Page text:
This report analyzes 41 groundwater sustainability plans in 19 critical priority water subbasins in California to assess monitoring network coverage and the vulnerability of domestic wells to minimum water thresholds, which indicate the lowest groundwater level considered sustainable. The report finds that at least 1,000 to 6,000 wells are at risk of failure in critical priority water basins under proposed minimum water thresholds, and includes recommendations to achieve sustainable groundwater management in California compatible with the state’s efforts to achieve the human right to water.
This report shows that strategies developed and mistakes made during Australia’s decade-long millennium drought provide a powerful resource for California, as the state enters its fifth year of severe drought.
This analysis, published in the journal Environmental Research Communications, evaluates the costs of four groups of alternatives for urban supply and demand based on data and analysis in the California context: stormwater capture; water recycling and reuse; brackish and seawater desalination; and a range of water conservation and efficiency measures. It also describes some important co-benefits or avoided costs, such as reducing water withdrawals from surface water bodies or polluted runoff in coastal waterways.
The study finds that there are significant opportunities for the business community in California’s Santa Ana River Watershed to contribute to shared watershed goals through investments in sustainable landscape practices on their properties. These landscapes can improve surface water quality, flood management, and water supply reliability, while also reducing energy usage and associated greenhouse gas emissions, sequestering carbon, improving ecosystem and human health, promoting economic activity, and enhancing community resilience. This project is a collaboration between the Pacific Institute, California Forward, and the Santa Ana Watershed Project Authority.
This comprehensive assessment of the costs to California of lost hydroelectricity during the five-year California drought (from October 2011 to the end of September 2016; the official California “water year” runs from October 1 to September 30) reveals an increase in electricity costs of approximately $2.45 billion, as well as a 10 percent increase in the release of carbon dioxide from California power plants due to the additional combustion of fossil fuels for electricity generation.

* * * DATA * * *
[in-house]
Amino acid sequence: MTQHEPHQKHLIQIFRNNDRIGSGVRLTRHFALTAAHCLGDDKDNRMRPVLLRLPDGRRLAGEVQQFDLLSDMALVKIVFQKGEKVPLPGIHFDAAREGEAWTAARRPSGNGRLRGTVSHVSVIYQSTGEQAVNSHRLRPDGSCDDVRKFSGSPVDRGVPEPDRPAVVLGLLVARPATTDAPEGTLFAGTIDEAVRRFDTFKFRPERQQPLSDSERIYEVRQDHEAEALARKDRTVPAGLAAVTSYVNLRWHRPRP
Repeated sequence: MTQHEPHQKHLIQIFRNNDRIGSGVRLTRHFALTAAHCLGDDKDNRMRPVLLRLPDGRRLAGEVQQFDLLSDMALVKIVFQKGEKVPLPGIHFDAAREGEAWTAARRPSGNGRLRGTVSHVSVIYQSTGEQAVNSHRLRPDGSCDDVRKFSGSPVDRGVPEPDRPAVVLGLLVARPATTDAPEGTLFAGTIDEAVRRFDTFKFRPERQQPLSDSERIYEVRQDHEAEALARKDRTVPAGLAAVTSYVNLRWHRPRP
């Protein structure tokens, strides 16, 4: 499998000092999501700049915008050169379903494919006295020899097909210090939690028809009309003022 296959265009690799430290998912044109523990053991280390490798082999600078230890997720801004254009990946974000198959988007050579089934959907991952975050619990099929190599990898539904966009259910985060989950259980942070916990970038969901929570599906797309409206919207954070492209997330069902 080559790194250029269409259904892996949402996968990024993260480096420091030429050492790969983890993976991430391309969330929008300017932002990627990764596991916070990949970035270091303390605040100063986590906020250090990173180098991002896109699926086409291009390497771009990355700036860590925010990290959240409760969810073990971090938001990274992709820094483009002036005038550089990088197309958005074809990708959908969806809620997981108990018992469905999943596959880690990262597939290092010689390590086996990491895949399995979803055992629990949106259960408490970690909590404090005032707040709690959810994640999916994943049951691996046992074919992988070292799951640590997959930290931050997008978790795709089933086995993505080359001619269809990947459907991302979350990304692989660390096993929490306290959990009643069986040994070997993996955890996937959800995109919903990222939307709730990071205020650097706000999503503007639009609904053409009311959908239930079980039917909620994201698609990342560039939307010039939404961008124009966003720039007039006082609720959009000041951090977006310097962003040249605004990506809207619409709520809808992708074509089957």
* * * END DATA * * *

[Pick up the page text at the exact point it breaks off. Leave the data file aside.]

This report finds that low-income families, communities burdened with environmental pollution, and those dependent on salmon for their livelihood and traditions are highly vulnerable to problems of water supply shortages, rising unaffordability, and insufficient stream flows during drought. The report offers a range of solutions, from changing the way drought water surcharges are calculated to consolidating small water systems.
This study is the first comparative analysis of the costs of alternative water supply and efficiency options in drought-stricken California, from seawater desalination to recycled water and water efficiency measures. The report will help communities prioritize cost-effective water solutions.
This study examines the impacts of the California drought on disadvantaged communities in the San Francisco Bay Area, and finds that affordability issues and water infrastructure conditions are key concerns for these communities, as well as the inequitable use of water.
This report documents practical solutions for California’s urban water challenges put forth by a diverse group of stakeholders. The results are a set of recommendations for policymakers, municipal water managers, businesses, and community groups with the potential for broad support.
This update to the 2015 report includes a comprehensive assessment of the costs to California of lost hydroelectricity during the four years of drought from October 2011 to the end of September 2015 (the official California “water year” runs from October 1 to September 30).